Here’s the first of ten stories about my recent trip to Melbourne. Long time readers will know that this has become a yearly event which of course coincides with the Formula One Grand Prix. In fact, I think this was my fifth time at the Australian GP!
As a regular visitor, there are some restaurants which have become part of my Melbourne eating ritual… But what I love most is still being able to discover brilliant new places!
Claypots Seafood Bar was one of my new finds on this particular visit.
They don’t take table reservations, but let me assure you that the gamble for a table here is so worth it.
Zen and I rushed here after watching the qualifying race and waited by the counter for the words which would make or break our evening. “Yes, there’s a table for two just by the door”. Hooray.
The counter was glowing with fresh seafood, ranging from red emperors to flounders to the shellfish of your dream. The decor is Asian crossed with Bohemian. The noise level is high and the long railway bench-style seat isn’t the most comfortable, but the sight of bubbly claypots and enormous seafood platters all around transports me into a foodies’ paradise.
Clearly looking like newbies, a waitress guides us through the blackboard menus. Claypots are all $20. There’s Malay which has sticky rice, laksa, stingray, fish fillets and mussels, Moroccan which has couscous, eggplant, chickpeas, fish fillets and mussels, Cajun which is a gumbo with okra, tomatoes, sticky rice, fish fillets and mussels and Kerela which is made up of tamarind, coriander, garam masala, mussels, sticky rice, fish fillets and dry shrimps. Then there’s the main menu which we have to strain our necks to see (as we’re seated directly beneath it). She says they focus on cooking the fishes whole and points out a few exceptions.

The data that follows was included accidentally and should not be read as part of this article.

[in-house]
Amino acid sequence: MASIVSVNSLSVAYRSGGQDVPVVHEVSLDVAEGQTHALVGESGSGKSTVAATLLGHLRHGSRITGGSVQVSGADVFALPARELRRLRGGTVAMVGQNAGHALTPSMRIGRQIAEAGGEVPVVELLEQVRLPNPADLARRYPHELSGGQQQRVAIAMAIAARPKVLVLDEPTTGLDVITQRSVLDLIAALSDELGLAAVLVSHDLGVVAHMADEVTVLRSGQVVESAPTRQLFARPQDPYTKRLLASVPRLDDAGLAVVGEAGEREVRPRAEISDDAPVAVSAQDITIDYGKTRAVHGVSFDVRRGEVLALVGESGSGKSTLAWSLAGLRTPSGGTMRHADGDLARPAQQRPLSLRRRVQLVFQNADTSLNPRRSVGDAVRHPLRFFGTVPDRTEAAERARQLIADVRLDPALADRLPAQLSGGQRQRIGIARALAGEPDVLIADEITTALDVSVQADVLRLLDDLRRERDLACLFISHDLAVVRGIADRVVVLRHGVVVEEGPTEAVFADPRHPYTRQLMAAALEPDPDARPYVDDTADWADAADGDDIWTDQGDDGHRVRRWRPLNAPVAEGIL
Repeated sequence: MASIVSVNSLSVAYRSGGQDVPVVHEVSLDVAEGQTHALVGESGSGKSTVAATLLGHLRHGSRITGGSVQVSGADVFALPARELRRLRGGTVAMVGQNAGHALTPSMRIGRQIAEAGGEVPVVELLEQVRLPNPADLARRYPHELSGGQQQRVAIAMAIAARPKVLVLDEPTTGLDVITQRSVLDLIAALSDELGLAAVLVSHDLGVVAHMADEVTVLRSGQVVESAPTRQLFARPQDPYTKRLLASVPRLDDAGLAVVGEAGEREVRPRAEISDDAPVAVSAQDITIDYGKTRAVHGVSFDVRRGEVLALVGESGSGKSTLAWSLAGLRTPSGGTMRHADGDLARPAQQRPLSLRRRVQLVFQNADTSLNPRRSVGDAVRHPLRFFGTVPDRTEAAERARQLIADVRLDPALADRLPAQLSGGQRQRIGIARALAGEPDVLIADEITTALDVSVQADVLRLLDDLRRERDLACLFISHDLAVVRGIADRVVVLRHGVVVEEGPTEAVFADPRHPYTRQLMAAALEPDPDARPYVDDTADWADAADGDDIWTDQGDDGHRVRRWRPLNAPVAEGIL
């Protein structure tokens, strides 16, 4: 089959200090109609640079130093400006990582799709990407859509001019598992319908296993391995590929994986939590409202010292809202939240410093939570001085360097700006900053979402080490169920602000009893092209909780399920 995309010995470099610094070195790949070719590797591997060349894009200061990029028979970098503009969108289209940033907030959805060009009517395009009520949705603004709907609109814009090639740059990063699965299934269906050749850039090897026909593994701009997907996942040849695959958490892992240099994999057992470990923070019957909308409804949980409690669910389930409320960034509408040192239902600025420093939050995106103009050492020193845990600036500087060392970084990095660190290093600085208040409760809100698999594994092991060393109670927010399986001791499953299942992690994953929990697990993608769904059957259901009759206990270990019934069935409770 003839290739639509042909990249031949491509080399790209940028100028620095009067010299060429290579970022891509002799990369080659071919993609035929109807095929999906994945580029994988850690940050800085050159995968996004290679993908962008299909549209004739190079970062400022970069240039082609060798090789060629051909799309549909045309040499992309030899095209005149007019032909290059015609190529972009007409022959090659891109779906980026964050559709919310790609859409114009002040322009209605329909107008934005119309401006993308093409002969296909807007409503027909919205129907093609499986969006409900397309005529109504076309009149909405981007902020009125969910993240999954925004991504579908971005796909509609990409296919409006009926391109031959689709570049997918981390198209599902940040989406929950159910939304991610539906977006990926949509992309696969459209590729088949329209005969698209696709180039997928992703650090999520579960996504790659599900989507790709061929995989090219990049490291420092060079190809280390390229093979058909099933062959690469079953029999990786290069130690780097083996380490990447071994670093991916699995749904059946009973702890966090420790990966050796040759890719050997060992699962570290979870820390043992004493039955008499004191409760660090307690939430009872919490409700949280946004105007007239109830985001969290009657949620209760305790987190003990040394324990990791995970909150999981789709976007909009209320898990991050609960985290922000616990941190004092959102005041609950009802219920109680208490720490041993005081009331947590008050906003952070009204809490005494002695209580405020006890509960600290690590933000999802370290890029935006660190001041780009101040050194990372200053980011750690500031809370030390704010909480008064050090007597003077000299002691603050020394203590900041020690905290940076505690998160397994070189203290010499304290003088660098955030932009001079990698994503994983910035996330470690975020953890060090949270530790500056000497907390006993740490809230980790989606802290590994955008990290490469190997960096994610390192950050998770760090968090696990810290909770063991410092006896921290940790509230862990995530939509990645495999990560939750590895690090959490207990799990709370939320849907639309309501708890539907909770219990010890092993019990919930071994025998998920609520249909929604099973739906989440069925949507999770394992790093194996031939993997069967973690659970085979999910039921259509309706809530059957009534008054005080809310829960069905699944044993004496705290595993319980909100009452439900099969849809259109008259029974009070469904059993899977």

We start with a garlic king prawn each which don’t come cheap at $9 each. They’re served sizzling hot in a small wok with pieces of bread, perfect for absorbing the fragrant oil. The prawns are extremely plump and so flavoursome.
Next we have the cajun claypot ($20) which is bubbling away and placed on yet another huge stack of paper napkins. It is perfectly spiced, with tender pieces of fish, mussels, okra, tomatoes and other vegetables. I dig into the bottom for the crispy layer of browned rice – yum!
Our crispy skin silver dory ($40) is even more magnificent. Served whole, the skin is indeed crispy and deliciously flavoured with an Asian garlic salt mix; the white flesh is succulent and naturally sweet. The accompanying baked kipfler potatoes and steamed bok choy makes it a complete feast which we gleefully polish off.
The table of four beside us look thrilled at the sheer enormity of their red emperor, served with lemongrass sambal ($100). While waiting for the bill, I plot to return with a larger party to ensure we can order this next time.
Ladies and gents, I’d like to declare that Claypots has hit the mark and will be a new addition to my Melbourne eating ritual! So stay tuned for more visits to this new fave later in the year!
(P.S. There are nine more Melbourne stories coming soon this month)
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Claypots Seafood Bar
213 Barkly Street, St Kilda, Melbourne, VIC
Phone: (03) 9534 1282